I chose risotto with daisies, apple, and mint.
They have over a hundred labels of organic wine and the owners produce their own organic wine. (You can sign up for a tasting excursion to their winery.)
Vivanda is located in Via Santa Monaca 7 R. It’s open for lunch and dinner daily. Reservations are a good idea. Phone: 055 2381208
To buy their fresh organic pasta go to their shop: Dalle Nostre Mani in Via dei Serragli 32 R.
Here everything tastes like it’s made from scratch in mamma’s kitchen.
The quality along with the vintage repurposed style and local vibe drew me in daily when I spent ten days recently staying half a block away.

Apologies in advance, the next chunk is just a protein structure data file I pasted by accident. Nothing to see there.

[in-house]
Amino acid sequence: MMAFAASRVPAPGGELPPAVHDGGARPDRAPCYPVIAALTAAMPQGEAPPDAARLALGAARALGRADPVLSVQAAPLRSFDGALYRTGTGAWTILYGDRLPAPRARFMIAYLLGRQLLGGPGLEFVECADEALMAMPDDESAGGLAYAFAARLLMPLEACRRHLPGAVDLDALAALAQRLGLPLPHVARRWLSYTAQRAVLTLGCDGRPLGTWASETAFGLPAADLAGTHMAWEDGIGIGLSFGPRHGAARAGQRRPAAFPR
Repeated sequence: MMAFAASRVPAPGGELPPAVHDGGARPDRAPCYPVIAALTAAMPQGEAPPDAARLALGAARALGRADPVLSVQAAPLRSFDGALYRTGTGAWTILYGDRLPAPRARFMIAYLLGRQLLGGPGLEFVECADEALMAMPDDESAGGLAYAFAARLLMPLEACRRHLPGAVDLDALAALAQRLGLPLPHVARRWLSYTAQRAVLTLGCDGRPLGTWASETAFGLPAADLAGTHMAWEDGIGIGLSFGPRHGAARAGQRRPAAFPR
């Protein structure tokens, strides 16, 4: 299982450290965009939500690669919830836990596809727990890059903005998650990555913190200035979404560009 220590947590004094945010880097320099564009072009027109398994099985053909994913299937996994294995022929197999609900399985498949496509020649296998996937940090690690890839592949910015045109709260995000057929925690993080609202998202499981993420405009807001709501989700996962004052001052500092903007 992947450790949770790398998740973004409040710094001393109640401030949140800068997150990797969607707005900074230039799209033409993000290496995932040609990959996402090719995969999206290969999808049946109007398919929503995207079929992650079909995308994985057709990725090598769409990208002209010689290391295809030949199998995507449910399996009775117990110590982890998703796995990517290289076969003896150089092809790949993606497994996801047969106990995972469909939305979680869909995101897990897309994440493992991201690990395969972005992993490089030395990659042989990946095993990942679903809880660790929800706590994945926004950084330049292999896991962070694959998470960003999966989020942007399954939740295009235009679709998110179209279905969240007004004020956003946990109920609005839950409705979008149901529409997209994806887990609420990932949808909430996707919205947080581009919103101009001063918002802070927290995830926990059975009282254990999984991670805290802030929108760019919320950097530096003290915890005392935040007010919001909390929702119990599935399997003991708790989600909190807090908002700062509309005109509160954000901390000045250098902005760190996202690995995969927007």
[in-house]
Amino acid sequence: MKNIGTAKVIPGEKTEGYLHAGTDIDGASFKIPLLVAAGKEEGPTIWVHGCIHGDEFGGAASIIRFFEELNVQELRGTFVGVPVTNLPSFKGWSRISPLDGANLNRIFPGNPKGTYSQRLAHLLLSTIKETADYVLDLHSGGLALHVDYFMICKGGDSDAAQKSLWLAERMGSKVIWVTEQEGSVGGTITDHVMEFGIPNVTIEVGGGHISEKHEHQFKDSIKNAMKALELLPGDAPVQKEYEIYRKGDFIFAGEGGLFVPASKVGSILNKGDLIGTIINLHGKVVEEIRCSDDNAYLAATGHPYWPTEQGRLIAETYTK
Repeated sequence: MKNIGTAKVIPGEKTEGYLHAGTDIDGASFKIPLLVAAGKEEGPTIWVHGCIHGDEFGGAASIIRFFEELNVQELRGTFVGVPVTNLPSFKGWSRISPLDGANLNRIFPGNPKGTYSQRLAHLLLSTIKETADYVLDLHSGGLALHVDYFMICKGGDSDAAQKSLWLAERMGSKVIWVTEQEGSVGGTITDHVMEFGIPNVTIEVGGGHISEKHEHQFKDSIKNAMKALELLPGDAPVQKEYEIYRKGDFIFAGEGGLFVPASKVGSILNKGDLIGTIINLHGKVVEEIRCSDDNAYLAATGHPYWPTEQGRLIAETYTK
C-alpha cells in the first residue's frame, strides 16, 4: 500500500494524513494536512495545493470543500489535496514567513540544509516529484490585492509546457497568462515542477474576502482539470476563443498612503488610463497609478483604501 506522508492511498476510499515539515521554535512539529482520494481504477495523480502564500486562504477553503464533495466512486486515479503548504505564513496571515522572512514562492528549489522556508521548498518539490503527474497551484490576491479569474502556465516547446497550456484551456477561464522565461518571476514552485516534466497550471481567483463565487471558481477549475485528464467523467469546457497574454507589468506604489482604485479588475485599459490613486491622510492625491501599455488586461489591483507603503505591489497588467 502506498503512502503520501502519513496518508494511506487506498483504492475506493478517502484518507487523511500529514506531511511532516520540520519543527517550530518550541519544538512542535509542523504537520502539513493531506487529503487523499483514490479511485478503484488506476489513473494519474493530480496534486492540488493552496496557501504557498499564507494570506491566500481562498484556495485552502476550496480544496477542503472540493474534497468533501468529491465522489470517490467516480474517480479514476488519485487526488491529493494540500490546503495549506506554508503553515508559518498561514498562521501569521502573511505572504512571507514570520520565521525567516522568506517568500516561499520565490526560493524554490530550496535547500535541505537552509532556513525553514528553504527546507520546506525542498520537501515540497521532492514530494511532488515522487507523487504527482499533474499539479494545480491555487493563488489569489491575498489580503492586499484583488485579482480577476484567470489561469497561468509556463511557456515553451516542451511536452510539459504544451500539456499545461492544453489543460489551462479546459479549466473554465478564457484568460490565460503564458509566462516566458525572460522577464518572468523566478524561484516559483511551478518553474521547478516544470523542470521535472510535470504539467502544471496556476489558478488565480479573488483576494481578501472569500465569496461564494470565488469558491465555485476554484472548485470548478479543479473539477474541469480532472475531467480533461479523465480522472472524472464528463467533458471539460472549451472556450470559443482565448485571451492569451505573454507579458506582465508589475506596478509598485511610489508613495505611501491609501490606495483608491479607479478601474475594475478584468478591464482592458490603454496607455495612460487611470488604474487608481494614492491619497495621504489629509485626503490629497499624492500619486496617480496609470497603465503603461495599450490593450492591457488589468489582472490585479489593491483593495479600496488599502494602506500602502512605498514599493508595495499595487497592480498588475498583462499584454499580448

You can see them baking on site, which is cool because most places that sell bread in Florence are baking it off site. The first morning I went in there I got a large slice of quiche–unfortunately they don’t do coffee but I was so hungry, I ate the quiche there and then walked elsewhere for coffee. The semi roasted cherry tomatoes in the quiche were super delicious. Another morning I had their yogurt and musli breakfast.
Here you are not stuck with the plain unsalted Tuscan bread that none of us foreigners are partial to. Just ask for any non-Tuscan bread and you’ll get something good. Their cakes are fabulous and so is the decor. I couldn’t help taking pictures on more than one occasion.
S’Forno is open daily 7:30 to 7:30. Even open on Sundays! Located in Via Santa Monaca. There is no sign outside.